Monday, December 08, 2008

Scouts' Honor

Since I grew up in the Boy Scouts you can get a pretty good sense of where I was on the cool meter in middle school. Nevertheless, I really enjoyed my scouting experience and still keep in touch with some of my fellow troop members, despite my subsequent disillusionment with the Boy Scouts as an organization. Earlier tonight I attended the first annual Salute to Scouting dinner for the National Capital Area Council of Boy Scouts. Though I haven't been involved with the Scouts for 10 years, I was interested to reconnect for the evening and find out what the world of scouting has been up to.

As I learned, a lot about the Boy Scouts hasn't changed, and it's still an organization that's predominately white and Christian and conservative. My own disillusionment began while I was still in the scouts, when my troop was discriminated against at several Boy Scout camps for being a Jewish troop with kosher dietary restrictions, and only grew during the 1990s when the Boy Scouts made the news for refusing to open their membership to gay and atheist/agnostic scouts and adult leaders. (The courts upheld the organization's policies because it's a private organization.) Since then, the membership policies have faded out of the news headlines, though they continue to remain in place. Despite my reservations about the Scouts, it's hard to dispute their good work in the community and, aside from their social conservatism, the valuable life skills such as leadership and civic mindedness that they teach. They also run several organizations designed to promote scouting among depressed urban communities.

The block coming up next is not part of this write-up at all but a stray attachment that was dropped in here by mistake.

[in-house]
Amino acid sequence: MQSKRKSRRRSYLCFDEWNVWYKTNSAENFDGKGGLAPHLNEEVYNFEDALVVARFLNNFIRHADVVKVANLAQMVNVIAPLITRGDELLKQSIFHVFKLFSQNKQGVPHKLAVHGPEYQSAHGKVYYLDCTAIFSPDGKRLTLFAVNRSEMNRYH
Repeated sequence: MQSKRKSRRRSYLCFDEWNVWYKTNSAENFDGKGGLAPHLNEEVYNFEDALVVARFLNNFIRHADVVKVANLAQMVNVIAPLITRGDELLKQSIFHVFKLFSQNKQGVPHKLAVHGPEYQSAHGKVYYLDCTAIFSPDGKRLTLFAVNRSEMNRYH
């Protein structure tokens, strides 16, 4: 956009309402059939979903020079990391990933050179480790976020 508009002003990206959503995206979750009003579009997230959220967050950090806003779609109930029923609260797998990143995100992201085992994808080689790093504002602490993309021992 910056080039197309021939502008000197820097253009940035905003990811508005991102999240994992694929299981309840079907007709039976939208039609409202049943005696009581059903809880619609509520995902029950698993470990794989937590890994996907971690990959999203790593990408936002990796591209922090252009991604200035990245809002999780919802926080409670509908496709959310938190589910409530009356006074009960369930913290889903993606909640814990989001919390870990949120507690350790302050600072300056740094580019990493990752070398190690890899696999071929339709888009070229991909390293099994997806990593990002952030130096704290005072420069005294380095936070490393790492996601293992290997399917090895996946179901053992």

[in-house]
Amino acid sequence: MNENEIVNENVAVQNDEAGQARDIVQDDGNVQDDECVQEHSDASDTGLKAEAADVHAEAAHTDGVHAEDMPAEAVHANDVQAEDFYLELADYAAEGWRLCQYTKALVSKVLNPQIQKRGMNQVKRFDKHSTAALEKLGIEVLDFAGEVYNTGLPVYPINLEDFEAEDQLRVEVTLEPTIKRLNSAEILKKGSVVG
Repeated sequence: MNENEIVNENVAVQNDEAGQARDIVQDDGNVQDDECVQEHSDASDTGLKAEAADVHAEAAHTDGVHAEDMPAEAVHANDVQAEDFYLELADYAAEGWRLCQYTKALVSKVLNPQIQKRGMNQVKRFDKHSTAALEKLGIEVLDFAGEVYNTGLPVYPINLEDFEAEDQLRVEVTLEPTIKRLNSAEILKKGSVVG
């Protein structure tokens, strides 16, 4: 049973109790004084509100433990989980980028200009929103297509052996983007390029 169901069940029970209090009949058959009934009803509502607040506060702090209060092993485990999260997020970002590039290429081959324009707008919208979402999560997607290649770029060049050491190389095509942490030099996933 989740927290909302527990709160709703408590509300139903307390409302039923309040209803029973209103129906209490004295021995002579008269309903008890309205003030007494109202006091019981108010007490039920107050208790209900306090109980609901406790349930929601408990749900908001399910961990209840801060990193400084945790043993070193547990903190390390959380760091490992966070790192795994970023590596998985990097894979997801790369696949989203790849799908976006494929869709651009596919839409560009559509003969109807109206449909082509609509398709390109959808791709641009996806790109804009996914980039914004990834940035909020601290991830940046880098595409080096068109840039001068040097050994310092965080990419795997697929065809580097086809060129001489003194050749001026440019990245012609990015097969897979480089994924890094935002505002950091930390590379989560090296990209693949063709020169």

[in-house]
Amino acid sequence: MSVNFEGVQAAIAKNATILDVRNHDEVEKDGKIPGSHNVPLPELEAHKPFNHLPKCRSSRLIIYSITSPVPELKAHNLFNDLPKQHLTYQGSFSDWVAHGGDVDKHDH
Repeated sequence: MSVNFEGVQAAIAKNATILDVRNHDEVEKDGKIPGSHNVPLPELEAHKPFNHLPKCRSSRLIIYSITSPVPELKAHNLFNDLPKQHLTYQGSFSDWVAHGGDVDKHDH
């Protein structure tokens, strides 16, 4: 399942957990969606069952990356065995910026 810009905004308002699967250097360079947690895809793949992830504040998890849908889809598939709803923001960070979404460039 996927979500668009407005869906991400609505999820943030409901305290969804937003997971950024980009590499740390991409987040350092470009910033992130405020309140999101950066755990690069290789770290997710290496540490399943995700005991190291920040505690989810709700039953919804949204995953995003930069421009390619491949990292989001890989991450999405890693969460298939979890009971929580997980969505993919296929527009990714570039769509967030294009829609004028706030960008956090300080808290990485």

The big questions that I wrestle with are whether I could see myself as an adult leader in the Boy Scouts and whether I would want my children to participate in scouting. Even after tonight, I'm still unsure. My sense is that the programs in the inner city schools focus more on self-improvement and community building than they do on the points of the scout code that codify the Boy Scouts' positions on atheism and homosexuality. ("A scout is...clean and reverent"; "I will do my best to do my duty to God and my country and to keep myself...morally straight.") So, to that extent, perhaps I could get involved in those troops with a clear conscience. On the other hand, I can see myself having a hard time being part of an organization that espouses values with which I so strongly disagree.

Much is made of a scout's honor; it reflects qualities such as honesty, dedication to hard work and civic duty, and to being a leader in the community. Yet, for me, my own scout's honor conflicts with some of the traditional notions underlying the concept. What in my mind is the more "honorable" thing to do in this case, disavow the Scouts or participate in them as a leader? Becoming involved in order to advocate for change in the organization sounds like the happy medium, but joining an organization solely for the purposes of radically reforming it is a significant undertaking that, if history is any predictor, has little chance of success. For the time being, therefore, my question remains unanswered; it is a dilemma with which I continue to grapple.